I went back to this store later in the week because I wanted to explore even further. I arrived armed with a list of writers recommended to me by different friends and was happy to find their books on the shelves. No need to ask anyone to do a book-run to Brazil for me or to fly down to Lisbon just to visit Ler Devagar again (although I wouldn't mind doing that anyway). As long as I am in Paris, of course...

The details:
Librairie Portugaise & Brésilienne
19-21 rue des Fossés Saint-Jacques
Place de l'Estrapade- 75005 Paris

I'll leave you with this image of Lewis Carroll's "Alice in Wonderland" simultaneously translated into French and into baked goods, spotted at a cupcake café on Rue Abbé Gregoire.

Monday, October 1, 2012

Pumpkins with a Side of Russian Translation

A certain non-vegetable-eating vegetarian British friend of mine asked me this weekend, "what is it with Americans and pumpkins?" This was just after he had turned down a serving of my absolutely-delicious-oh-my-gosh-I-am-in-heaven pumpkin curry. (That's my name, not my recipe. The recipe is here. Also, I added some fish in the photo above, not part of the original recipe.) My answer? I honestly have no idea. I came to pumpkins late in life since my mother never cooked them at home. We never had pumpkin pie at Cuban San Gibbin, nor do I have any memories of anything pumpkin-inspired at all during my childhood. I am sure there is so much more to be done with pumpkins than what I've picked up in the last few years, but maybe that's the root of my excitement. The possibility.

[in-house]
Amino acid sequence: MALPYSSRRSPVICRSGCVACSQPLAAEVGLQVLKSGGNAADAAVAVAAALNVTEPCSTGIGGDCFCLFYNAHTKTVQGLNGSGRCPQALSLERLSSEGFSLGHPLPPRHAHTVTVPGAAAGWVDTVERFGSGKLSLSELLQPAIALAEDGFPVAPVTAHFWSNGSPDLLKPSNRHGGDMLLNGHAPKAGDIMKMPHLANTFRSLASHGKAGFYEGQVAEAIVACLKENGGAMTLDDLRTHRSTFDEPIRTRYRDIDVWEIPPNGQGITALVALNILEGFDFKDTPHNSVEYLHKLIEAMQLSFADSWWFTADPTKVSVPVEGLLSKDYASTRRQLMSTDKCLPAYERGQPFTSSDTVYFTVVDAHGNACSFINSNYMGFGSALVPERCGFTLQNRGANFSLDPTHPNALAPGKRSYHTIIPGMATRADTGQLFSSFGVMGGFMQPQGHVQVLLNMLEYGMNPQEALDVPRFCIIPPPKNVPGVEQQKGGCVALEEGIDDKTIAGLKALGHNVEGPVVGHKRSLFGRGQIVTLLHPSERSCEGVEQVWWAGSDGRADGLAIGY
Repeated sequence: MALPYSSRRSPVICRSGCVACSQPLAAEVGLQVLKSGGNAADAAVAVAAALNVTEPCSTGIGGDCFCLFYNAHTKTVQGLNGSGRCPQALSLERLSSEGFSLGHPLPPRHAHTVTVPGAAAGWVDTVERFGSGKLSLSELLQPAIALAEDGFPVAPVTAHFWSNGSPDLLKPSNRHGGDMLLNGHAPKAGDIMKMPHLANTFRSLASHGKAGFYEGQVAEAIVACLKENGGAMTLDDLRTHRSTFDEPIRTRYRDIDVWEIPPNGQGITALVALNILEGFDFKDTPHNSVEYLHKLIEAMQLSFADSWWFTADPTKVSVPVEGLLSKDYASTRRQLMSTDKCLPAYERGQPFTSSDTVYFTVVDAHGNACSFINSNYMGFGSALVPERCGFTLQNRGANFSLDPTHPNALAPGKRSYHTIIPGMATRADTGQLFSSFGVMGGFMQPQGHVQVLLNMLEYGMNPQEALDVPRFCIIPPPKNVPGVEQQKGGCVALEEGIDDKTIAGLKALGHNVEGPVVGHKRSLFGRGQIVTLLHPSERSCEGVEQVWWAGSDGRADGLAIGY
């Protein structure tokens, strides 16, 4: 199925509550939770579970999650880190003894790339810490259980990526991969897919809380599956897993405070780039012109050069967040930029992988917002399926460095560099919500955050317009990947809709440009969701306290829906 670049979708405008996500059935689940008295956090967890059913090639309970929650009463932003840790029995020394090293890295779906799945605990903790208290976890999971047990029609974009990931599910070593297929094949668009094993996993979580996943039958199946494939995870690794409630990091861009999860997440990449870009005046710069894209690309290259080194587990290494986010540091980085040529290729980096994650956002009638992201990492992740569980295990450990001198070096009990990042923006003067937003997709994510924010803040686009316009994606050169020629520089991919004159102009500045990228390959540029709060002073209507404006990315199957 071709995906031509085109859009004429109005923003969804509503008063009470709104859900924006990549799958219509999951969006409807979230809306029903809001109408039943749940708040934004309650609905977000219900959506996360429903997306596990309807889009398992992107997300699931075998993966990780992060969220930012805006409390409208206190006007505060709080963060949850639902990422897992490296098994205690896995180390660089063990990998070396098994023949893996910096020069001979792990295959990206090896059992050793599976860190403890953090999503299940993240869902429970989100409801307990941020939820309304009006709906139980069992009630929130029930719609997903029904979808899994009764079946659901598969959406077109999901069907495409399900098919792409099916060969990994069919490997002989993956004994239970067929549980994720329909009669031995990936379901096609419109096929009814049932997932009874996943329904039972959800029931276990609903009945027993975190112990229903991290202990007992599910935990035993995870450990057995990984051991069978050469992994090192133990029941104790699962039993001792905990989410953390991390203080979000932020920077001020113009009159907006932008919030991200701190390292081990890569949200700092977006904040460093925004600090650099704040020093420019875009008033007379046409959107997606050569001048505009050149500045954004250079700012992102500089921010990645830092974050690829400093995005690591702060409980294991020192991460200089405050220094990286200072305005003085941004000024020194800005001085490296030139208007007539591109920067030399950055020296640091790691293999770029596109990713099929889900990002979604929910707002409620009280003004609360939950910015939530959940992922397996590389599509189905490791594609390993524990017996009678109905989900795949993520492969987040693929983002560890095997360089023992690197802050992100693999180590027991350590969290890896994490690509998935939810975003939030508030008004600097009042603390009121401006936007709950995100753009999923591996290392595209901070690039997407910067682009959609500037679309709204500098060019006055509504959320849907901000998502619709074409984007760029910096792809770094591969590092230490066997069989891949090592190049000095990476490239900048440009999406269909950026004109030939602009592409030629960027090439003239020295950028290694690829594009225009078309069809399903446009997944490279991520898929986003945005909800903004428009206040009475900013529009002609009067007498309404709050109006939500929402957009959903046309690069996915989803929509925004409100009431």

You see a pumpkin, I see one kilo of possibility sitting in front of me at the farmer's market. Oh yes, I said one kilo, otherwise known as 2.2 pounds. This was the smallest quantity of pumpkin I could walk home with when I arrived at the farmer's market late one day last week. So, while I had only planned to make a pumpkin-goat cheese quiche (also yummy), I ended up with the curry as a bonus. Perhaps another American could answer my friend's question more satisfactorily?